blogging, Stories, Uncategorized, Writers Co-op

One Comment Leads to Another

 – by Linda Myro Judd

The new year is around the corner. I could say something prolific, like “Welcome the new year with open arms, and let your thoughts guide your life.” And I would mean it and wish you well. By the time you read this post the new year will be here.

A few years ago, I noticed that the stories I wrote were not about anyone that I knew. But they were about how I wanted life to be lived, how I would have lived in that story. I didn’t realize I was doing this. I thought that all I wrote just came from my imagination. I’m a panster, with a desire to be a little more organized about my plans. But I love living in the moment so much, I’m afraid I’ll miss something. So planning is not an easy thing.

I love watching shows like Grimm, loosely based on the fairy tales of the Brother’s Grimm. But alas, it’s run is done. I can, however, pick up the DVDs at my local library. That’s cool.

I found that this show wasn’t too over the top, but had just enough fantastical production to keep me enchanted. When it went off the air, I went to the library to read some of the Brother’s Grimm fairy tales. I wanted to see how extravagant their writing was, and how true the TV show had been written with regards to their style.

When I read Grimm’s story of the Princess and the Frog. I just totally disagreed with the type of parenting that the story portrayed, and after I wrote my own version, a refashioned fairy tale, I found that I had been abhorred with the violence in the original. The magic in my story has no violence. And It turns out that I didn’t even mention the parents in my version. Well at least, not in the way that the Grimm’s did.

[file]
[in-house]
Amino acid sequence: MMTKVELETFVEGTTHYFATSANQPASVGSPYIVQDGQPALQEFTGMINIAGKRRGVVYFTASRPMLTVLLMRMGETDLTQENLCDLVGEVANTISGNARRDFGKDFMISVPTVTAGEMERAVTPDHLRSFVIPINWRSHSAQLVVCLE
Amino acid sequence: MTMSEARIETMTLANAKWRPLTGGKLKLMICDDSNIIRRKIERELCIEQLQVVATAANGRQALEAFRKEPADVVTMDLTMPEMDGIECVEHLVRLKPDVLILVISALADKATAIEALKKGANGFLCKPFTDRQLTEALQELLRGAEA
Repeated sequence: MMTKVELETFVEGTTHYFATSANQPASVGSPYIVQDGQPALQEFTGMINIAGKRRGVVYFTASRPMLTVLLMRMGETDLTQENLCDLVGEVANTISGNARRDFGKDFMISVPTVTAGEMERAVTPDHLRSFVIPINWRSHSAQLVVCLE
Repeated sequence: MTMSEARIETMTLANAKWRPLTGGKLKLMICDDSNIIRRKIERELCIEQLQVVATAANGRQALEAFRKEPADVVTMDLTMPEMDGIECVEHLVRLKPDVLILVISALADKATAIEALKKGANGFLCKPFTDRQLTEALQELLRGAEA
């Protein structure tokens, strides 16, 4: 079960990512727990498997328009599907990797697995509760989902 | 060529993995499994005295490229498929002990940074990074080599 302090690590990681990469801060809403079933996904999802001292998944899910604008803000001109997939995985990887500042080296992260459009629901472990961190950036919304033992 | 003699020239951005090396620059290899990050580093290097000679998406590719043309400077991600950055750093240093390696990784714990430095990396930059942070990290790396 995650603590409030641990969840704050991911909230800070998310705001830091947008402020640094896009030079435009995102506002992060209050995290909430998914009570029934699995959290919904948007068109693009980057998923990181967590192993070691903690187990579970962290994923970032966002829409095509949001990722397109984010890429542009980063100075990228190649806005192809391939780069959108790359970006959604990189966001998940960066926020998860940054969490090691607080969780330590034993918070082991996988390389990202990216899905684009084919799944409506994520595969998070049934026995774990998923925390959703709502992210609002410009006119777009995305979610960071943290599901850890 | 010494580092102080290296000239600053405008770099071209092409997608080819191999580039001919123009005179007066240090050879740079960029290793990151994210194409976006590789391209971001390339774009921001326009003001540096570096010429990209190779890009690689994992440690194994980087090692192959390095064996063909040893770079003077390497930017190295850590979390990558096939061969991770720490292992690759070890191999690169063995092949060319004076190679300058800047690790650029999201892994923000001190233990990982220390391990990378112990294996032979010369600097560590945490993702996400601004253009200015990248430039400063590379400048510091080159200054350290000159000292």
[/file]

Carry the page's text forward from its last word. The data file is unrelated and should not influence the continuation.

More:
I have the characters being honest to the moment, themselves, and to each other. What they have learned from living life is guiding them. What talents they possess are theirs to develop and nurture. To me, this is a part of becoming an adult. And if actions reveal who you are, then what you believe will become apparent to others and yourself. I believe in letting people be themselves. Sometimes I’m surprised what comes out of my keyboard or even my pen.

My fairy tale is a story of how a young girl met her future husband. It is a bedtime story told within a larger story of the life of a grandmother. I have yet to finish the larger story. In fact, I didn’t even know that I was going to write the larger story until a few years after I started writing the fairy tale. More of the adventures alluded to in the fairy tale will be expanded. And because there will be mature people involved there will be stronger magic at work.

Thanks to a random reply I made to a post on Facebook with regards to stages of producing a book, I met GD. My writing background encompasses my life, but the practical parts came from working in a small town newspaper creating advertisements (which to me are little stories). I hope that in the coming year, I can find at least two more fairy tales to refashion.

I wish for you all the best opportunities to write with passion and action and honesty.

Happy New Year 2019!


10 thoughts on “One Comment Leads to Another

  1. mimispeike says:

    “I didn’t even know that I was going to write the larger story until a few years after I started writing the fairy tale.” You’re my kind of writer. Welcome!